By teaching the doctrine of the bodily resurrection, local churches will be casting a more accurate vision of future life. Better than going away to heaven is being raised to dwell forever with the Lord in a new creation. The new creation will be material, not just spiritual, so a life of embodied immortality fits with the future consummation.
Biblical doctrine is not just for the head but for the heart, for daily life as a disciple of Jesus. So it is, too, with the doctrine of bodily resurrection. Thinking about the future will help us here and now. In local churches that are pursuing faithfulness to Christ, we will want to connect the importance of sound doctrine to the lives of our church members.
How, then, does the doctrine of bodily resurrection shape the life of the local church? Let’s reflect on four ways.
Preparing to Die
First, the doctrine of the bodily resurrection confronts us with the reality of death. Our local churches are filled with people heading toward the grave. Memorial services are held for the young and old. By giving attention to the Bible’s teaching on the bodily resurrection, local churches face the truth that our earthly lives will come to an end. After all, something won’t rise unless it has first died. The writer of Ecclesiastes is right: “All go to one place. All are from the dust, and to dust all return” (Eccl. 3:20).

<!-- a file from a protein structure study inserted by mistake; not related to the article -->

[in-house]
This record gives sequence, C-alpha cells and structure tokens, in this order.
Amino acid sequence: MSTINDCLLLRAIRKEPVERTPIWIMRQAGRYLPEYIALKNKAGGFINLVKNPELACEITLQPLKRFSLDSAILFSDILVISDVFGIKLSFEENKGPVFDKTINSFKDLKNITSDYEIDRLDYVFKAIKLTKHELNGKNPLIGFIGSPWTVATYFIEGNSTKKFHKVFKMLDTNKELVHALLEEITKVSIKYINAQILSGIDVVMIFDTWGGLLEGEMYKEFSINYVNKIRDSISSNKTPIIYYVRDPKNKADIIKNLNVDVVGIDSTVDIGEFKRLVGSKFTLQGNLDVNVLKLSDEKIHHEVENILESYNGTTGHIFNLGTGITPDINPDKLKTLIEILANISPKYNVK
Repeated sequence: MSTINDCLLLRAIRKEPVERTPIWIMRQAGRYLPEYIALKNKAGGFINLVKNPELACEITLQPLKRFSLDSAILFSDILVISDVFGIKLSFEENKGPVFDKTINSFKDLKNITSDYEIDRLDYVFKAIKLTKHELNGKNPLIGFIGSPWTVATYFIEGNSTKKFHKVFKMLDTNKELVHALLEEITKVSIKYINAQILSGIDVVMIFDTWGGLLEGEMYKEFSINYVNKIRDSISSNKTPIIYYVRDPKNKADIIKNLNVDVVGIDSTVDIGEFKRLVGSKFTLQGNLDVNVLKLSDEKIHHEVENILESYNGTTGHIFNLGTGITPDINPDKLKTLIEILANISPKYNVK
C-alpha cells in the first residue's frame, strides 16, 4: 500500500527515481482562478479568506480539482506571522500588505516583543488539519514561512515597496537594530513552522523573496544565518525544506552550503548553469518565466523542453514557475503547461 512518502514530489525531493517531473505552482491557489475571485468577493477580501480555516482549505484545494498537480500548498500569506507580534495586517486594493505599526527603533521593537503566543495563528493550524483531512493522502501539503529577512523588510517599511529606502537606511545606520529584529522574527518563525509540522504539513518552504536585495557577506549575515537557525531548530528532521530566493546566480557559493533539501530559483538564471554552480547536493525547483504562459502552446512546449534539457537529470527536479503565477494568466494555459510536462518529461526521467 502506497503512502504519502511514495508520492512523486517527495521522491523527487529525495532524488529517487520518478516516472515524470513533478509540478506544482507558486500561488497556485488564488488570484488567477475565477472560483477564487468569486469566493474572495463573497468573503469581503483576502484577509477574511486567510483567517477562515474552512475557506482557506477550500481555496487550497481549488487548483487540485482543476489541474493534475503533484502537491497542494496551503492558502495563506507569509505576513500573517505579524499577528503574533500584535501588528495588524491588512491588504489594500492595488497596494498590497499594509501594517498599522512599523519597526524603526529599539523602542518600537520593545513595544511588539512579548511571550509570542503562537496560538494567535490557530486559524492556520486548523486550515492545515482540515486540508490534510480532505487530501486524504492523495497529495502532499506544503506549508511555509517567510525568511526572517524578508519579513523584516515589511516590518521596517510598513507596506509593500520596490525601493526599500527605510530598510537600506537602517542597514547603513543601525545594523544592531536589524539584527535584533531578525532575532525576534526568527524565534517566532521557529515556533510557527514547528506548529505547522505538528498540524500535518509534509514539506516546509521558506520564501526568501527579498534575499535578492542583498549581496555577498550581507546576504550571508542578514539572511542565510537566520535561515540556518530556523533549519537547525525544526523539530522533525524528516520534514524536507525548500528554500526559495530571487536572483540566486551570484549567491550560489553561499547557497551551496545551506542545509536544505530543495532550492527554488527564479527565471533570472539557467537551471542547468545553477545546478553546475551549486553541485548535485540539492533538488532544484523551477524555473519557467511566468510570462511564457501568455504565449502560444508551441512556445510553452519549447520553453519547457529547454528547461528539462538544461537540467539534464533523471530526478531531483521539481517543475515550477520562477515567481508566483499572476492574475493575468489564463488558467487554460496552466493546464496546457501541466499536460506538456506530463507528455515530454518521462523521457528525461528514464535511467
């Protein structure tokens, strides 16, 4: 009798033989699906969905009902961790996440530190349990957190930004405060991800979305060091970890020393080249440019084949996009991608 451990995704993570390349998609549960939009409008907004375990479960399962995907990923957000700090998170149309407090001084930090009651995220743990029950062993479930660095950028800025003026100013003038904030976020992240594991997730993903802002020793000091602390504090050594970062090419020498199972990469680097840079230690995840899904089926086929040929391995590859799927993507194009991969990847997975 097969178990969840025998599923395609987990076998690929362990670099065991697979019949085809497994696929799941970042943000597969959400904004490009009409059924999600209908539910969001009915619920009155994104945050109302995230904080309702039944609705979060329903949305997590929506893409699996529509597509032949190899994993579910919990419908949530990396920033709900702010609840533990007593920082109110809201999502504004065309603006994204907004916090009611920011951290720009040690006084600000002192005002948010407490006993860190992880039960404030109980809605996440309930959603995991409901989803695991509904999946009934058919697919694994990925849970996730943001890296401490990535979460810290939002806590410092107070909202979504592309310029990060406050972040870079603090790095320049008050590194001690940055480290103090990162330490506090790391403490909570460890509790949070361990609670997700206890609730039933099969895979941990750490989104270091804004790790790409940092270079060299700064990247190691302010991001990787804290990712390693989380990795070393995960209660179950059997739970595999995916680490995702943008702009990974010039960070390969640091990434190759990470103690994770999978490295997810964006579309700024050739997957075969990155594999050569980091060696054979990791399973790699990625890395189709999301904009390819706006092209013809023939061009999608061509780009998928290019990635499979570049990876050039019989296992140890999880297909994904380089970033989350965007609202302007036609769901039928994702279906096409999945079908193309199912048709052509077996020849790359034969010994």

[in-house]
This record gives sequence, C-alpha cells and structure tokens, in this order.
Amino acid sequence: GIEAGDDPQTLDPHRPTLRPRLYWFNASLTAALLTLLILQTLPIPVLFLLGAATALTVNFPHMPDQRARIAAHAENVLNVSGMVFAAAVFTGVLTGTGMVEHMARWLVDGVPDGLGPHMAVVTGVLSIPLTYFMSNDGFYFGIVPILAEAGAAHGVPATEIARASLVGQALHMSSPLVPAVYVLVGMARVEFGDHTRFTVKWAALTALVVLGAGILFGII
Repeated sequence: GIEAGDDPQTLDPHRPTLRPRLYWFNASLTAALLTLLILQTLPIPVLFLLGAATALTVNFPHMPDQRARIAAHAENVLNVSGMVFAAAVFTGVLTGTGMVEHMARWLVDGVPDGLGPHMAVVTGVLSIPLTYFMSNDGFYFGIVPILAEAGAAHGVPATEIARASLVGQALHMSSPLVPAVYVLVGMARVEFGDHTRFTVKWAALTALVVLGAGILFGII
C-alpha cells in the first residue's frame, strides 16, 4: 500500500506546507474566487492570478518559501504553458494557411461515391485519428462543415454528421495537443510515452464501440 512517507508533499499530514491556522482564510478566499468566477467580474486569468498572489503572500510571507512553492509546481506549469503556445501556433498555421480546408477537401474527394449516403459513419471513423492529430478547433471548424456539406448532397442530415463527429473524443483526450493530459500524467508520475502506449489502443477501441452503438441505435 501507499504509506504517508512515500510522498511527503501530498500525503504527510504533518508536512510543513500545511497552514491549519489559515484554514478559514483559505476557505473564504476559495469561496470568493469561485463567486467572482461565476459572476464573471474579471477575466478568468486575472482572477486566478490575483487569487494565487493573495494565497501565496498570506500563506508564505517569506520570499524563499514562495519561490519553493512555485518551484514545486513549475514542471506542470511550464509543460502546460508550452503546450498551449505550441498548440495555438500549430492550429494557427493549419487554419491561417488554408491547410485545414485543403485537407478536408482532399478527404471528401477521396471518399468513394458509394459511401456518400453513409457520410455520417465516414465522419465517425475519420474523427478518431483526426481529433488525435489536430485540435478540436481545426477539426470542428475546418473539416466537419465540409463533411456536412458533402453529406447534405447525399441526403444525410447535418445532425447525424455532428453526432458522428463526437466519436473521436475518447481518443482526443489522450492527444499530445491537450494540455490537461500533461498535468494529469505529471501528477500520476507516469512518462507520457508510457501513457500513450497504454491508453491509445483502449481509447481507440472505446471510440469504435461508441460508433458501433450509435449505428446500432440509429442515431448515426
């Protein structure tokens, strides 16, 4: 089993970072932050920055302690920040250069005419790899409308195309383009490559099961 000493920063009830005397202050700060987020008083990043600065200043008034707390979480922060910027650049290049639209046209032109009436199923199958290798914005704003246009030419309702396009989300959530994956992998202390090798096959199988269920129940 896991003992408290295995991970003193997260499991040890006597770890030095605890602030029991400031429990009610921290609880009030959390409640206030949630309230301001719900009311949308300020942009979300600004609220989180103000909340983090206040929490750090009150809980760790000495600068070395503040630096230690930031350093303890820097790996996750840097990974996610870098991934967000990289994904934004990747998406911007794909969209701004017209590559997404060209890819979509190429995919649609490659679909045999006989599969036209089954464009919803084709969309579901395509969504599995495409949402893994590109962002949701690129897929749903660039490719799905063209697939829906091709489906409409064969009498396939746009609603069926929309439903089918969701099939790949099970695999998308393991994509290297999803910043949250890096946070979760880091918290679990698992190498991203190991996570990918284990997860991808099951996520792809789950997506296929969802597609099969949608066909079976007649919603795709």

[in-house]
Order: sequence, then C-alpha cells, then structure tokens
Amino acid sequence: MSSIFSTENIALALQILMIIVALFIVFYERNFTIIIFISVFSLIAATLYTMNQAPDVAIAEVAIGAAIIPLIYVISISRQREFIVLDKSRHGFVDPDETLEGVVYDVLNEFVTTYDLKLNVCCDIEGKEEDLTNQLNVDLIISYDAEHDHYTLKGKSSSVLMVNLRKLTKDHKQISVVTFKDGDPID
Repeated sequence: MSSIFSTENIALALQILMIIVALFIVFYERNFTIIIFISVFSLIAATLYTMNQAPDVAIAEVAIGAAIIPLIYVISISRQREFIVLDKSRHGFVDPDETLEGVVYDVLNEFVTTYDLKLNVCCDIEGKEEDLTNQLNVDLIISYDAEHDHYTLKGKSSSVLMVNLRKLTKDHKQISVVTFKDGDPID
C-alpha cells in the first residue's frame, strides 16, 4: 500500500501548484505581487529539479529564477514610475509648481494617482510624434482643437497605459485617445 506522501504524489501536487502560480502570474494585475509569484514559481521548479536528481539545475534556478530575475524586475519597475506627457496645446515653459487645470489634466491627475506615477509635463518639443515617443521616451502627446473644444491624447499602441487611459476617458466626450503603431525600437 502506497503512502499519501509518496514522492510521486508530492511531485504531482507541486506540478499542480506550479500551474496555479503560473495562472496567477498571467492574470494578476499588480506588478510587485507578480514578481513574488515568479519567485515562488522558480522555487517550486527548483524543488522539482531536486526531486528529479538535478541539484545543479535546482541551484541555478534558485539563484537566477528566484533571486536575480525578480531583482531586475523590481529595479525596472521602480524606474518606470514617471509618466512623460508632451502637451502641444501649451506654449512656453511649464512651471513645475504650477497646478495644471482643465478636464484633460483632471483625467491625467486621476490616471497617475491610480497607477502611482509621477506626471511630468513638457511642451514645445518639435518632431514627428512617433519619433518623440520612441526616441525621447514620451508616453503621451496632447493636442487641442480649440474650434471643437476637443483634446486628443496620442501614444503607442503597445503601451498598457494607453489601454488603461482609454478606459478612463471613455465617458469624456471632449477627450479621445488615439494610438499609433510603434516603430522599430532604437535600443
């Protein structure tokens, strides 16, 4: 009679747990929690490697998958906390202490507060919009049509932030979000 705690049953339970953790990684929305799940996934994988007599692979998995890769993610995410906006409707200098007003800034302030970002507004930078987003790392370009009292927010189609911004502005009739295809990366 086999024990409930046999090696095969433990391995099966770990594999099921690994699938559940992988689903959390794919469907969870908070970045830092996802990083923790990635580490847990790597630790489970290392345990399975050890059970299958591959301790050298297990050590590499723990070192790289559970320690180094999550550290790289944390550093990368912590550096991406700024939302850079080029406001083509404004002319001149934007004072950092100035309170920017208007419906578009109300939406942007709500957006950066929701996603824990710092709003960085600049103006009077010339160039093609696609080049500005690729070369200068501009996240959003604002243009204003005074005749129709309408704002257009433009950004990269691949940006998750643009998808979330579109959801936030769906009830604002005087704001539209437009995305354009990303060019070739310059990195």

Humans have an invincibility problem, especially when we’re young. We know people die, but we don’t imagine it will one day be true of us. Facing the truth of our mortality will sober our minds, and we need that effect often. A responsibility for local churches is preparing people to die. Our sermons and Bible studies, our catechisms and songs, must operate from an awareness of our perishable frame.
As people reflect on their coming death, fear is a normal and understandable response. People fear the fact of death, the process of death, the timing of death, and what their death will mean for those left behind. By teaching about the bodily resurrection, churches are arming and aiding their members who may be tempted to fear what is to come. Death is the end of earthly life, but local churches must preach and teach and exhort one another with the good news that earthly death will end as well.
Pointing Beyond Disembodiment
Second, the doctrine of the bodily resurrection aims our hope beyond the disembodiment of heaven. What are some popular conceptions about the life to come? Playing harps on clouds, becoming angels with wings, living forever away from this creation, or dwelling in some kind of ghostly or ethereal existence. These notions aren’t just believed by people outside the church. These are common notions among church attenders. Local churches have a responsibility to educate their people about what exactly our future hope entails.
Disembodiment is not the best thing about what is to come. At death, the believer goes to heaven. Death disrupts the union of soul and body.